The editor is taken aback by this stunning M4 airgun from Umarex
The editor has doubts, but changes his opinion when he reviews a Colt M4 from Umarex
Umarex has a fantastic reputation for making airguns that are also replicas of some of the most iconic firearms the world has ever known. It seems that they have the credibility and market presence to persuade manufacturers to issue them with licences, which is no easy feat. Because of this, the detail and accuracy of the replicas is quite exemplary, so when I heard that they were going to offer a Colt M4, I was excited, but when I saw a photo and was told it was a break-barrel, I’ll confess that I had my doubts. I wondered if I’d been sent the wrong photo. When they said it would make over 11ft.lbs., I was really sure I’d been sent the wrong photo. How could they fit a spring-powered, break-barrel action in the same space as a fully automatic 5.56 assault rifle? It just didn’t seem possible.
The rifle in question sits beside me on my desk as I type, and it’s time for me to eat my words. It is indeed a break-barrel springer and the highest praise must go to the designers and engineers at Umarex, because any sign that it’s an airgun is almost completely hidden. Only the articulated cocking linkage that can be seen in the gap under the fore end really shows, and there’s a short cut- out in the top Weaver rail where the breech swings up. From the side, the replica is utterly convincing. Another welcome part of the licence is that Umarex were able to apply Colt trademarks to the action, alongside all the other makings the firearm would carry, even to the extent it reads ‘5.56 NATO’ on the barrel telling us the cartridge used.
To see if the claim of full power would also prove to be true, I chronographed the M4 with my standard test pellet, the ever- reliable Air Arms Field Diablo, which weighs 8.44 grains in .177. Average velocity was 793fps for a calculated muzzle energy of 11.79ft.lbs. Well, it’s time for me to eat my words again! That’s as powerful an airgun as you can own without the need to possess a firearm certificate. Unsurprisingly, the rifle is a little lively in the hands and really quite loud, but for those looking for a firearm-like experience, both of those qualities will be most welcome.
Umarex copied the battle sights with a post-style front sight and a flip-up peep sight at the rear. The rear one has a simple thumb-screw adjuster for windage whilst the front is more unusual. To adjust elevation you engage a small tool supplied to wind it up or down, which is
“as powerful an airgun as you can own without the need to possess a firearm certificate”
neat. Because the rear sight folds down it gives access for you to use whichever add- on sights you might like. The long section of Weaver rail will easily accept red- dots and holographic sights, as well as more conventional scopes. However, please remember that it you do fit a full-size scope, it will need to clear the breech as the barrel is cocked, so don’t choose anything too long. The front sight is fixed, so you will see its shadow through optical sights.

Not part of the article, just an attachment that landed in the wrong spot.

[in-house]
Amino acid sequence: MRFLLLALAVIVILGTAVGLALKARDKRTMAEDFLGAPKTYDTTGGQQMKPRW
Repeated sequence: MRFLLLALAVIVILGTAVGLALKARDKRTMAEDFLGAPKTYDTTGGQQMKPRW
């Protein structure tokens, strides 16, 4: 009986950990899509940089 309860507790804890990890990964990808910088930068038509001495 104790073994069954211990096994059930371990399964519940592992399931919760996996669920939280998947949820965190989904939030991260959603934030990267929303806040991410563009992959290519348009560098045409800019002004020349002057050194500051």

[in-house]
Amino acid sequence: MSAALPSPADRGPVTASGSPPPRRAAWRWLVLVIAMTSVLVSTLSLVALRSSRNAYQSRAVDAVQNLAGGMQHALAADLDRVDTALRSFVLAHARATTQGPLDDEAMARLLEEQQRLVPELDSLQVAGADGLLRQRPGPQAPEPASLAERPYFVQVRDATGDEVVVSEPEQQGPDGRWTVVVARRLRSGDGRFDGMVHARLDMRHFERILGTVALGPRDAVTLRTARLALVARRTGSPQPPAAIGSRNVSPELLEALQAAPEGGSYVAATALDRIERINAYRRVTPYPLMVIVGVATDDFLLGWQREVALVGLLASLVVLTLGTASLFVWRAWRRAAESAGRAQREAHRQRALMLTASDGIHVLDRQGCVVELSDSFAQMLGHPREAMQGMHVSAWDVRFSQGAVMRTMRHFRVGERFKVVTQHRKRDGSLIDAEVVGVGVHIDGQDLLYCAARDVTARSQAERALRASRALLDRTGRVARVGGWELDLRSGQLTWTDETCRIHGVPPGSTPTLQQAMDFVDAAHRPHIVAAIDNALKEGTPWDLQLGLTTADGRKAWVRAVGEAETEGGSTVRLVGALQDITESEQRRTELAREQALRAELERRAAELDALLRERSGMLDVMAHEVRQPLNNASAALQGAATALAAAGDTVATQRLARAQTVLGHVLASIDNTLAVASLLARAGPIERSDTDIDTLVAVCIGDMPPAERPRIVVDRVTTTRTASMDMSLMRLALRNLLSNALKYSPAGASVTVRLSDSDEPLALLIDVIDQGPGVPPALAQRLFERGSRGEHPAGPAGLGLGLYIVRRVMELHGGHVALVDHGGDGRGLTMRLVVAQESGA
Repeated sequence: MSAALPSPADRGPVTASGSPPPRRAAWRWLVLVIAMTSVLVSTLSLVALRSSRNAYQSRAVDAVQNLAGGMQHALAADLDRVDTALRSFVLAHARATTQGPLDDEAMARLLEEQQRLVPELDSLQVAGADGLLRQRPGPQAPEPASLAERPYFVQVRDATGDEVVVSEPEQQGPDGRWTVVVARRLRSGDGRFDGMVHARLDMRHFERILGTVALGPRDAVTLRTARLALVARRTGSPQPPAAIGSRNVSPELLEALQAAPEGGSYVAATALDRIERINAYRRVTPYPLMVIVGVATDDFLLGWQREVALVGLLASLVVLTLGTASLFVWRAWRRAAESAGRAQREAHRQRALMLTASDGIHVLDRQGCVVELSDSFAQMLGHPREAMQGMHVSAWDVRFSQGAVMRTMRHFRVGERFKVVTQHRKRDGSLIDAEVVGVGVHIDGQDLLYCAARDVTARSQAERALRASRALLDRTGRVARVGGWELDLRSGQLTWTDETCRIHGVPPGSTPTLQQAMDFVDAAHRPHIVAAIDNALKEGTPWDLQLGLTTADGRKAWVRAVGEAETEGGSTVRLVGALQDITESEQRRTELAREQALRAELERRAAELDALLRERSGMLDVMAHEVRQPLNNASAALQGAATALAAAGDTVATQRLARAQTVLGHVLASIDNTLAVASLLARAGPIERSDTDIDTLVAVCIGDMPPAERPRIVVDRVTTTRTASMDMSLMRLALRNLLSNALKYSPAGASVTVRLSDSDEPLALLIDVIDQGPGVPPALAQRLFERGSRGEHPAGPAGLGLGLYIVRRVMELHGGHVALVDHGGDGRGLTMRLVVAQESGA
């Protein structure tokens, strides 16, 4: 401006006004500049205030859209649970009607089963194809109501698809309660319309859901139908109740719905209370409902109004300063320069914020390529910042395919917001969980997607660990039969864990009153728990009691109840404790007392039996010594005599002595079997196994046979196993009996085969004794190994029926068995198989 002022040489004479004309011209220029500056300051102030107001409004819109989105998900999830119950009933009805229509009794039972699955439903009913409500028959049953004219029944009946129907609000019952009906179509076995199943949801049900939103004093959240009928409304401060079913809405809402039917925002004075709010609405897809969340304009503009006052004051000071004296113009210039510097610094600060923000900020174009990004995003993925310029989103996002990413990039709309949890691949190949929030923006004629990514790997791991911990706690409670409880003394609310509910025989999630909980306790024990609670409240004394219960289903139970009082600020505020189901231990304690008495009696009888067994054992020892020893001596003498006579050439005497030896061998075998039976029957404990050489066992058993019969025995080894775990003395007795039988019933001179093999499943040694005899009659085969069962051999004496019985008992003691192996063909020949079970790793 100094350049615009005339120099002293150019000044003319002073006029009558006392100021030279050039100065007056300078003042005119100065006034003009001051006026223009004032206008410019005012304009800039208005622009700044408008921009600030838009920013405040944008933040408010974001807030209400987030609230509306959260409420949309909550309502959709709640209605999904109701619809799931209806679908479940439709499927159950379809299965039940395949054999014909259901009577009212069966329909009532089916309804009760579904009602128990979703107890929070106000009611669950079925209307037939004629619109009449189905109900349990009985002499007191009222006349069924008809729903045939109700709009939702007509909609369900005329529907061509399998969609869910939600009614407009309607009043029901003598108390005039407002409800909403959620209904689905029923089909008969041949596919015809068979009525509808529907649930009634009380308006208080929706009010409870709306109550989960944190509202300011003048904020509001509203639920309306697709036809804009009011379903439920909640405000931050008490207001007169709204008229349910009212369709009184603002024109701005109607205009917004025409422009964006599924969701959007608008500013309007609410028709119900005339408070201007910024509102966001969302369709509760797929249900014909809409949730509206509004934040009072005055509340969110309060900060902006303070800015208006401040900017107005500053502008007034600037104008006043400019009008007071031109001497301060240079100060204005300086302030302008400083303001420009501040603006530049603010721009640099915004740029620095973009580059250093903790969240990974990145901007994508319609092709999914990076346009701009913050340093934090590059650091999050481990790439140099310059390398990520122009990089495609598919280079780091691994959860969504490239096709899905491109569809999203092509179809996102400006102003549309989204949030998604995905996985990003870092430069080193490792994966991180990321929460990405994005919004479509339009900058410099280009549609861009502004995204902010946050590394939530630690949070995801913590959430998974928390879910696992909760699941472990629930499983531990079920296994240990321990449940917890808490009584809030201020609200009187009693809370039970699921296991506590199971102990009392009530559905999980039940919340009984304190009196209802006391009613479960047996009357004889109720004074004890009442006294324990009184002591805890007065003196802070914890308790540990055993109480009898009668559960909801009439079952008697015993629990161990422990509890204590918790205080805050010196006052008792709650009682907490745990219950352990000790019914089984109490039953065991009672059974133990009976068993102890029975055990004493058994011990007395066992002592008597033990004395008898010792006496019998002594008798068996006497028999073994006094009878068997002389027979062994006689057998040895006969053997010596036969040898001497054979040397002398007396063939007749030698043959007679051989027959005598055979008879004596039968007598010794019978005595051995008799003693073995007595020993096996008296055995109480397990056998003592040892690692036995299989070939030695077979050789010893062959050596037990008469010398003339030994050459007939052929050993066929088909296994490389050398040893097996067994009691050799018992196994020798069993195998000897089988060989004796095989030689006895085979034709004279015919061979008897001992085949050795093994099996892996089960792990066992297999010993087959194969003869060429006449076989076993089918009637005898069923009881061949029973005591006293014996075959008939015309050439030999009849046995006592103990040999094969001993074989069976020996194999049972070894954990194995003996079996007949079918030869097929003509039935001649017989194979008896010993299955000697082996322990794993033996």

Many will buy this rifle to enjoy the features that a combat rifle offers, and the M4 has stacks; some practical, some just for fun. On the ‘ fun’ list is the dummy magazine that is released and refitted, just as in the real thing. The magazine even has a spring-loaded follower that compresses as it would if you were loading cartridges. I’m sure inventive minds will find ways to use this to store accessories and cleaning kit. On the more practical list, we find acres of Weaver rails that will allow you to load the rifle with lasers, flashlights, thermal imagers and any other accessory you can think of. On the sides of the fore end, the Weaver rail is covered with hand guards that protect your fingers from the sharp edges and the RIS ( Rail Interface System) allows them to be unlocked and slid off in moments when you want to add accessories.
Perhaps the most useful accessory of all is the instantly adjustable-length stock. This copies the combat firearm perfectly, offering six pull lengths, from 10 to 13” at the press of a large lever. Metal sling swivels are also standard, making longer carries more comfortable and allowing for military-style, aim support techniques to be adopted.
Adding to the pleasure of ownership, the Umarex M4 has a good heft in the hands and feels chunky and solidly built, despite the amount of plastic used in the construction, but you say just the same about the original firearm. It looks great, is an honest, full-power air rifle and drips with military coolness.
It has a good heft in the hands yet is very lively on firing
It really is a break- barrel, although from the side you’d never know
The dummy mag’ is released just like the real thing
Because this is a licensed gun it wears the full Colt trademarkings
The stock can be collapsed at the press of a lever